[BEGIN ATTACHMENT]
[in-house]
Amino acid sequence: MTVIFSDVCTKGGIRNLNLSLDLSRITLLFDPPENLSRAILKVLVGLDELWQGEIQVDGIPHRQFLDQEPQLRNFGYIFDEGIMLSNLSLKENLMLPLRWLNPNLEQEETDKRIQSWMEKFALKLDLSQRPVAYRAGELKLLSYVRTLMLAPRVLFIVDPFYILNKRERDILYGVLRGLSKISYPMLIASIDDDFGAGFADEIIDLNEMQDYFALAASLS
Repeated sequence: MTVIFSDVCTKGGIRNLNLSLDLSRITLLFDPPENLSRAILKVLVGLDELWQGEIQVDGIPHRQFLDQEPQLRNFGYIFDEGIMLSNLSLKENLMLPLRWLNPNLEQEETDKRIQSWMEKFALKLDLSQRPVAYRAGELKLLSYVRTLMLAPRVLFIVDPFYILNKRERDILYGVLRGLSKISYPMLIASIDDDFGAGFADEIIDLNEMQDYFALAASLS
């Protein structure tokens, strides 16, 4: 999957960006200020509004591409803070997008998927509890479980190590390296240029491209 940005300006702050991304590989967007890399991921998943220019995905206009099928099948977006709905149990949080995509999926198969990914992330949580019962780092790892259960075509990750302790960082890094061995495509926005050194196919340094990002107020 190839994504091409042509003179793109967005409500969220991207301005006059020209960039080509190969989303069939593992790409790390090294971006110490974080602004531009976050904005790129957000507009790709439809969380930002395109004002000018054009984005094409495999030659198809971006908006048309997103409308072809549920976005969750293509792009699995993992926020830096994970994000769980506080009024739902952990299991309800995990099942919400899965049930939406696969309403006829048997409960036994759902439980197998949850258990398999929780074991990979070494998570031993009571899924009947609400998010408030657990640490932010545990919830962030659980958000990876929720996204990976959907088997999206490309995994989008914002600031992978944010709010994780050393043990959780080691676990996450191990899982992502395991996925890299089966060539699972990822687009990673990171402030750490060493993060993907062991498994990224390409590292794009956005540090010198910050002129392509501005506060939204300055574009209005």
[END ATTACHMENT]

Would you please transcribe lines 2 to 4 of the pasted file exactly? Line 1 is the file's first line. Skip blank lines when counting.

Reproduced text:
Amino acid sequence: MTVIFSDVCTKGGIRNLNLSLDLSRITLLFDPPENLSRAILKVLVGLDELWQGEIQVDGIPHRQFLDQEPQLRNFGYIFDEGIMLSNLSLKENLMLPLRWLNPNLEQEETDKRIQSWMEKFALKLDLSQRPVAYRAGELKLLSYVRTLMLAPRVLFIVDPFYILNKRERDILYGVLRGLSKISYPMLIASIDDDFGAGFADEIIDLNEMQDYFALAASLS
Repeated sequence: MTVIFSDVCTKGGIRNLNLSLDLSRITLLFDPPENLSRAILKVLVGLDELWQGEIQVDGIPHRQFLDQEPQLRNFGYIFDEGIMLSNLSLKENLMLPLRWLNPNLEQEETDKRIQSWMEKFALKLDLSQRPVAYRAGELKLLSYVRTLMLAPRVLFIVDPFYILNKRERDILYGVLRGLSKISYPMLIASIDDDFGAGFADEIIDLNEMQDYFALAASLS
């Protein structure tokens, strides 16, 4: 999957960006200020509004591409803070997008998927509890479980190590390296240029491209 940005300006702050991304590989967007890399991921998943220019995905206009099928099948977006709905149990949080995509999926198969990914992330949580019962780092790892259960075509990750302790960082890094061995495509926005050194196919340094990002107020 190839994504091409042509003179793109967005409500969220991207301005006059020209960039080509190969989303069939593992790409790390090294971006110490974080602004531009976050904005790129957000507009790709439809969380930002395109004002000018054009984005094409495999030659198809971006908006048309997103409308072809549920976005969750293509792009699995993992926020830096994970994000769980506080009024739902952990299991309800995990099942919400899965049930939406696969309403006829048997409960036994759902439980197998949850258990398999929780074991990979070494998570031993009571899924009947609400998010408030657990640490932010545990919830962030659980958000990876929720996204990976959907088997999206490309995994989008914002600031992978944010709010994780050393043990959780080691676990996450191990899982992502395991996925890299089966060539699972990822687009990673990171402030750490060493993060993907062991498994990224390409590292794009956005540090010198910050002129392509501005506060939204300055574009209005």